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Author Topic: My First Repair Adventure  (Read 281 times)

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Slavko

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My First Repair Adventure
« on: December 04, 2019, 08:05:32 PM »

Hi everybody, I want to restore a Steirische Harmonika.  It seems in decent/playable shape now, but it's definitely got mold issues.  I'd like to open it and use an alcohol/vinegar solution on the bellows and any other nonporous spots I can reach.  Here's hoping there's no rust on the reeds!   

But first...how to get it open?

See pic related.  Is this simply a matter of removing the screws, using a needlenose on the tiny nails (circled), keeping track of their placement so I can put them back in their proper spots on reassembly?  Is it that easy?

Thanks in advance for any suggestions.  Compared to many of the other posts on here, I realize how pedestrian this seems!

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Tiposx

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Re: My First Repair Adventure
« Reply #1 on: December 04, 2019, 08:16:43 PM »

I think that the tacks are there only to hold the metal decor in place. The screws will be what holds the bellows to the ends. I might be wrong, but I wouldn't pull on the tacks.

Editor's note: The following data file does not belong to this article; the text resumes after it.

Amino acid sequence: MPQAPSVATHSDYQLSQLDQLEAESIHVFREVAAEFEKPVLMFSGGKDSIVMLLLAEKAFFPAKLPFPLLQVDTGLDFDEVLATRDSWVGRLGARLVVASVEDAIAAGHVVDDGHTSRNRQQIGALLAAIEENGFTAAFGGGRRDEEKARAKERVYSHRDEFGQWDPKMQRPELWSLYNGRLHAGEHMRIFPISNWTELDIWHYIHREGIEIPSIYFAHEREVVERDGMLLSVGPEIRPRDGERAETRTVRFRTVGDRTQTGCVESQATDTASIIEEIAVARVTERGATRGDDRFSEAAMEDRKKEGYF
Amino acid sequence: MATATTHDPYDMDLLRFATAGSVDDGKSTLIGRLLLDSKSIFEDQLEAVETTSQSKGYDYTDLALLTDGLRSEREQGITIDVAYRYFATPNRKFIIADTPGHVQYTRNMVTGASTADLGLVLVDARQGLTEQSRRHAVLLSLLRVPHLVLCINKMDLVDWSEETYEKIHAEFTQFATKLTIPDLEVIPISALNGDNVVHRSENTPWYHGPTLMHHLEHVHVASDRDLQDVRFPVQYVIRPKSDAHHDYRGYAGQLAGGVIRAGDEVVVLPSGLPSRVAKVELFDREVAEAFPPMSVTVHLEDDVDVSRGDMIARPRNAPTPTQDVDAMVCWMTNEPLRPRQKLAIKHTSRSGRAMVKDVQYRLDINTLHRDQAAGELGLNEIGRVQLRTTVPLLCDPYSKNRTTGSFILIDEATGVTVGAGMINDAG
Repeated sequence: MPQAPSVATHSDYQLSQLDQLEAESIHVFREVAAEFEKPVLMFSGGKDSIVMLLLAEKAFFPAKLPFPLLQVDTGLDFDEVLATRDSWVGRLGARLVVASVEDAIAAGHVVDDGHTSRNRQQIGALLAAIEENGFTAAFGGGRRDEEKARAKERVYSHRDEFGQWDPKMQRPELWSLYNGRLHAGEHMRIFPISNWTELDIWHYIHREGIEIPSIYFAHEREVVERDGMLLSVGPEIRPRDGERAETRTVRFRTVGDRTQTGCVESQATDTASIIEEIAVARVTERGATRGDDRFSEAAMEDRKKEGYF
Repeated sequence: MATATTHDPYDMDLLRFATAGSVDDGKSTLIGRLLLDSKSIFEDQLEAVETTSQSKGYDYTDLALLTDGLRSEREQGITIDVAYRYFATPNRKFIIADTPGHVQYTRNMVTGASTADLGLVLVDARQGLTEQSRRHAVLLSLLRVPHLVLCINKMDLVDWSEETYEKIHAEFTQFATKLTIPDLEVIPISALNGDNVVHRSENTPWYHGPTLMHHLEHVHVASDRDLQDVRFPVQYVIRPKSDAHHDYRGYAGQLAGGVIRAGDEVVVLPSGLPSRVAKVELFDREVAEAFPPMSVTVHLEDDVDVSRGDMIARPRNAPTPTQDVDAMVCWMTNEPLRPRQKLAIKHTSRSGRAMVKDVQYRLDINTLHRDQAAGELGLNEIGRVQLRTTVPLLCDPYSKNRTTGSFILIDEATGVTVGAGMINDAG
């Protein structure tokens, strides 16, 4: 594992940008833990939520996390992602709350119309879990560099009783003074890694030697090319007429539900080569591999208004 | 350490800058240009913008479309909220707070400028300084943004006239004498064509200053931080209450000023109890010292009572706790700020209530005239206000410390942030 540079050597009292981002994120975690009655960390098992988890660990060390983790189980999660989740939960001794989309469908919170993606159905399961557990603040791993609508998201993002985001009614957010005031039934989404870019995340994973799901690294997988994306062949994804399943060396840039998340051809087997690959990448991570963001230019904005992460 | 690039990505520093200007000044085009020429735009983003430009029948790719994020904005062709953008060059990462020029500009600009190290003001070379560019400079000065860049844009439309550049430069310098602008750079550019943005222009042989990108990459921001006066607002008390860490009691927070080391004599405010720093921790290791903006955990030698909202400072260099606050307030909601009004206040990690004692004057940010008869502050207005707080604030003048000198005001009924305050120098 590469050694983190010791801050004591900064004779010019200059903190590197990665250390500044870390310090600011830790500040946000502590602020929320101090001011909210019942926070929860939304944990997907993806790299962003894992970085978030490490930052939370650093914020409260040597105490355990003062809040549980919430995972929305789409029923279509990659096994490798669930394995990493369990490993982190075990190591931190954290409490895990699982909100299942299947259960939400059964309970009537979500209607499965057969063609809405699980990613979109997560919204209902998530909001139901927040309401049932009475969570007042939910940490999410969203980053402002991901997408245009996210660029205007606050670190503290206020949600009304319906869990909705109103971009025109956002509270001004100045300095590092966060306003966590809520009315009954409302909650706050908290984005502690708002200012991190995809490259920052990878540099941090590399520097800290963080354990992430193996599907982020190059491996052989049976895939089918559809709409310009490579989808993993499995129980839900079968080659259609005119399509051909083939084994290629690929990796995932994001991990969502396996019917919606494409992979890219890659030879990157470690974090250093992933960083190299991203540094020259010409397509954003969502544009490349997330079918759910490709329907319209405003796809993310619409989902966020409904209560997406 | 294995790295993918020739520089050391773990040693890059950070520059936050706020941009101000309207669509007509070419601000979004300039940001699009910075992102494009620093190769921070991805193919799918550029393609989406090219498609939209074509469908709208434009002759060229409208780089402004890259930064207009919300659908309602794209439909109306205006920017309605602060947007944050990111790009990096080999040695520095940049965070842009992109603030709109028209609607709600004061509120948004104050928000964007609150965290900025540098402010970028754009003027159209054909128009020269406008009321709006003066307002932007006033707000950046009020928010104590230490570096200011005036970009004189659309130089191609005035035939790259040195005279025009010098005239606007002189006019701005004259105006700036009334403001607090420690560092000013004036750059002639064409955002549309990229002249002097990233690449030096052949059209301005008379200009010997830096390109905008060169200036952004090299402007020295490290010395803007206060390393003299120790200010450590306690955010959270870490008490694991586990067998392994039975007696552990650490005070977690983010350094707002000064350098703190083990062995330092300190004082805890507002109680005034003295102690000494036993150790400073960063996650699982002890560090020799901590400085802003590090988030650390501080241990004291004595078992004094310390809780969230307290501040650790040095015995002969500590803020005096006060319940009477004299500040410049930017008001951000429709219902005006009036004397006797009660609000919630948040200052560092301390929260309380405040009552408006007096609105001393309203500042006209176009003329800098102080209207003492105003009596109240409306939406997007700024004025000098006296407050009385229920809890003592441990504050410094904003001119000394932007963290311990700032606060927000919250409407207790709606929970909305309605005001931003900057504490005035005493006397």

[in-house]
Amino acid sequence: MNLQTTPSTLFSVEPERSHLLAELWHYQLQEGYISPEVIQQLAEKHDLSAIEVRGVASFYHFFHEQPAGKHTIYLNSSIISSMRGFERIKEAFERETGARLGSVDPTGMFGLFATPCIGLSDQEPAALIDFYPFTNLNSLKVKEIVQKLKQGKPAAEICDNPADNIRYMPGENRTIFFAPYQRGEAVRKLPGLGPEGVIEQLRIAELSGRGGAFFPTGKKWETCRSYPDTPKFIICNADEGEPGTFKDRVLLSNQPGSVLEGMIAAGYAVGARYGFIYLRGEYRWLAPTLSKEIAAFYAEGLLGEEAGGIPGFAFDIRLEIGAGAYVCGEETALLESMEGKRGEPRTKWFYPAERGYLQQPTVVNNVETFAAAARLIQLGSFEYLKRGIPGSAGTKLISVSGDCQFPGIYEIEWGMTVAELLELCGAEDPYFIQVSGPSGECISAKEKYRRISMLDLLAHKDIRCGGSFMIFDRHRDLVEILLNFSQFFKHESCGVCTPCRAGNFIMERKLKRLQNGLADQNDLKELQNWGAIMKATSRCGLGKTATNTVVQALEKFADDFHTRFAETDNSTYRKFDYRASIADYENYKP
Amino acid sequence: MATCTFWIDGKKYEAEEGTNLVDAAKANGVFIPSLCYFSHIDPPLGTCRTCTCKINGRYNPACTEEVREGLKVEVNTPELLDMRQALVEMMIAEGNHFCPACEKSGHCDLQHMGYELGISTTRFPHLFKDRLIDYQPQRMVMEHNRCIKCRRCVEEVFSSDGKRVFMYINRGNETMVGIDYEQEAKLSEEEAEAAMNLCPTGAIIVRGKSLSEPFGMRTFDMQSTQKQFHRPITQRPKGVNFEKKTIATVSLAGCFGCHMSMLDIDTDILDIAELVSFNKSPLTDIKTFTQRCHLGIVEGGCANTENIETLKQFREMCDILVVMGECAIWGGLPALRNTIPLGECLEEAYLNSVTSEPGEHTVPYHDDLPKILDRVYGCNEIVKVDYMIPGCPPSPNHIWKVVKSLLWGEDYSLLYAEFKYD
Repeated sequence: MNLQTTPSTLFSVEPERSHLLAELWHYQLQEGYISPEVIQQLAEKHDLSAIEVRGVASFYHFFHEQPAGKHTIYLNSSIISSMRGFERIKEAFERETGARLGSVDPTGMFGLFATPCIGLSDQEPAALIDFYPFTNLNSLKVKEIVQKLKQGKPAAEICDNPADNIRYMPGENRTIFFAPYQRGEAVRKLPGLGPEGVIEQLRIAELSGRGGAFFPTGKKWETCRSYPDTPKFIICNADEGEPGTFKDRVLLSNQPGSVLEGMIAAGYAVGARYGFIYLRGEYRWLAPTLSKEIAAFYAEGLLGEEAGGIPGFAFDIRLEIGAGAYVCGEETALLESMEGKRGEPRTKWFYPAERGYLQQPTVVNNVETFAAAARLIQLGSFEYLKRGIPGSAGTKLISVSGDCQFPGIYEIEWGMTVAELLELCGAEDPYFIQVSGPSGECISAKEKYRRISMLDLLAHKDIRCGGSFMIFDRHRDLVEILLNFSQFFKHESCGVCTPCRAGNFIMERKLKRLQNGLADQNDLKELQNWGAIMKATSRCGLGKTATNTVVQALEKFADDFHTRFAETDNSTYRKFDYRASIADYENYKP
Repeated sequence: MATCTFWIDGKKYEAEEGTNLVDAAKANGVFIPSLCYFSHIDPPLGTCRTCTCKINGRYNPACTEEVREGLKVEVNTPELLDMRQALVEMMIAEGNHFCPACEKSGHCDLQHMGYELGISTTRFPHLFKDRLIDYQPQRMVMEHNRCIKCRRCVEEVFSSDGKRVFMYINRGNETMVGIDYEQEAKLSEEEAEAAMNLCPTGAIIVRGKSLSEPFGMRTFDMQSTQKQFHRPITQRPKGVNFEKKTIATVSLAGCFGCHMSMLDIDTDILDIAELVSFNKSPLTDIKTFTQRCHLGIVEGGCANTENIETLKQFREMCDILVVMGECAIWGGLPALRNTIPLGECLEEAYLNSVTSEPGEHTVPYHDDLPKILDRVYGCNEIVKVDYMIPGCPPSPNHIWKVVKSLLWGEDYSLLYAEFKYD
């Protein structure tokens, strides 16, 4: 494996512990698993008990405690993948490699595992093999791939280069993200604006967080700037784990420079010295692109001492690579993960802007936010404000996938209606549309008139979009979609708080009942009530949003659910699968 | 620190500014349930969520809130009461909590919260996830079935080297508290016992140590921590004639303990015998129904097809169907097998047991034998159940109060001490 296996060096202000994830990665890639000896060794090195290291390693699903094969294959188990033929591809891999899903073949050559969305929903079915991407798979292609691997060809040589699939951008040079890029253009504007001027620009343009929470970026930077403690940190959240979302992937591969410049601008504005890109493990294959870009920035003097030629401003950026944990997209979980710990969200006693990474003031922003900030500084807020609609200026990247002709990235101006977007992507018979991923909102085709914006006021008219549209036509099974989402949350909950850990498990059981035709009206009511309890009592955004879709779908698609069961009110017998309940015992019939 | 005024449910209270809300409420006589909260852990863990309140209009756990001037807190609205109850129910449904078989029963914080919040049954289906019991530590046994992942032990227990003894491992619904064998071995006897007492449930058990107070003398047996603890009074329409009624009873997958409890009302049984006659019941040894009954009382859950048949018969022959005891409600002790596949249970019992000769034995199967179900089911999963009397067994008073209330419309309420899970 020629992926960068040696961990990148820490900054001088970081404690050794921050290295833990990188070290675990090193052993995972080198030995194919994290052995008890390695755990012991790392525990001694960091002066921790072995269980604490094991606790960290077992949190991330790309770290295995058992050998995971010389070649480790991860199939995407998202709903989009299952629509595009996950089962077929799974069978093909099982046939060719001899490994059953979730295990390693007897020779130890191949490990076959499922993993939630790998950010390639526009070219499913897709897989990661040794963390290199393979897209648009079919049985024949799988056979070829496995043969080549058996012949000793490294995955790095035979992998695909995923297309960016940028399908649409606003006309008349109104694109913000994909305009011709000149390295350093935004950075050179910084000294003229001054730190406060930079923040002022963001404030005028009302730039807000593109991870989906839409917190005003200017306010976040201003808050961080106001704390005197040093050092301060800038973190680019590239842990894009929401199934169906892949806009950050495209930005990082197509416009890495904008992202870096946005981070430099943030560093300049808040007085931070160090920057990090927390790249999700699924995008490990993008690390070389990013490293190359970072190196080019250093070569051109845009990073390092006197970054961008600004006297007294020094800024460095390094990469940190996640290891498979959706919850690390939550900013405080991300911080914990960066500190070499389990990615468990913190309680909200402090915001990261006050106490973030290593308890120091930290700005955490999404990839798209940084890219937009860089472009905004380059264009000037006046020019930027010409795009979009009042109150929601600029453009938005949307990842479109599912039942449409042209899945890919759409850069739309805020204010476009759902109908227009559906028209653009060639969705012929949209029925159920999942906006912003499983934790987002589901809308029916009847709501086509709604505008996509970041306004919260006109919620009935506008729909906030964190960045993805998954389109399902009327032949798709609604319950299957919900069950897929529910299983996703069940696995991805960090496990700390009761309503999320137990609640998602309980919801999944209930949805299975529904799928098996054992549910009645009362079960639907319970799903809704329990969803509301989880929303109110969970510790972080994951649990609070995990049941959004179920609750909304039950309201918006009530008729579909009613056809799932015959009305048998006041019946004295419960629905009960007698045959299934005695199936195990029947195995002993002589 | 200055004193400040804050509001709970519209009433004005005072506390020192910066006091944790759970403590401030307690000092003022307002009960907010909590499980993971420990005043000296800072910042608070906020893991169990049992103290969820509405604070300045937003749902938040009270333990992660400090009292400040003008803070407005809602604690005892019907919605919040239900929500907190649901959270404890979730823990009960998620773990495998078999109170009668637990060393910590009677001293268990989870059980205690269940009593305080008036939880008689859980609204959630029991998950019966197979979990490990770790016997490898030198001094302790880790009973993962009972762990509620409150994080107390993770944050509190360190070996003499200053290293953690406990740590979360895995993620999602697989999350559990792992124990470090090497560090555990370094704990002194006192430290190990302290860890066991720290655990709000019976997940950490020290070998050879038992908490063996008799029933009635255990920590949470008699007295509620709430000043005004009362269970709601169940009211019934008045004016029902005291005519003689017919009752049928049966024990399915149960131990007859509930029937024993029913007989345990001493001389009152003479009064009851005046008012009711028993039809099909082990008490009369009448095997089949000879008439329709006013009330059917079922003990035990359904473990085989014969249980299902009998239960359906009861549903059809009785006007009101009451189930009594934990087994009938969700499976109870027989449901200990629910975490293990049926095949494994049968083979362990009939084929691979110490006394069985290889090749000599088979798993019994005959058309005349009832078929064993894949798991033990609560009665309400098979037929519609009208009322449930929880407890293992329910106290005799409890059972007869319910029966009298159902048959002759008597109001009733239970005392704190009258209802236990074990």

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Winston Smith

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Re: My First Repair Adventure
« Reply #2 on: December 04, 2019, 08:18:07 PM »

HERE BE DRAGONS!
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Lester

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Re: My First Repair Adventure
« Reply #3 on: December 04, 2019, 08:26:27 PM »



Definitely not the nails, and judging from the photo the screw and washer ids just to hold the two ends of the trim down.

All the photos I've seen show Steirische as having bellows pins the same as melodeons so this video may help


https://www.youtube.com/watch?v=g7nVDIXF3qc

Slavko

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Re: My First Repair Adventure
« Reply #4 on: December 05, 2019, 11:27:03 AM »

HERE BE DRAGONS, indeed!

Thanks for your replies.  Tiposx & Lester were right--the tacks were decorative only.  Thanks for that answer and good advice, without it I would've probably wasted a lot of time.

I located four larger 1.5cm nails acting as bellows pins (two on top, two on bottom) that, once removed, allowed me inside.  It was as easy as Lester's video made it appear (nice video, Lester!!)

Now to look at the reeds!

On the treble side there were four blocks of reeds, and they seem to look pretty good to me--see attached.   Looks like a bit of rust on a few of them, but most look clean.  I take that as a good sign.

However, an local old repairman once told me that once there was ANY rust on the reeds, you were basically out of luck. The rust would constantly fight against keeping the instrument in tune, and that you were better off replacing.

What do you think, in my case?  How bad does it look?

Thanks again for your patience, advice, and goodwill.
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Steve_freereeder

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Re: My First Repair Adventure
« Reply #5 on: December 05, 2019, 11:40:31 AM »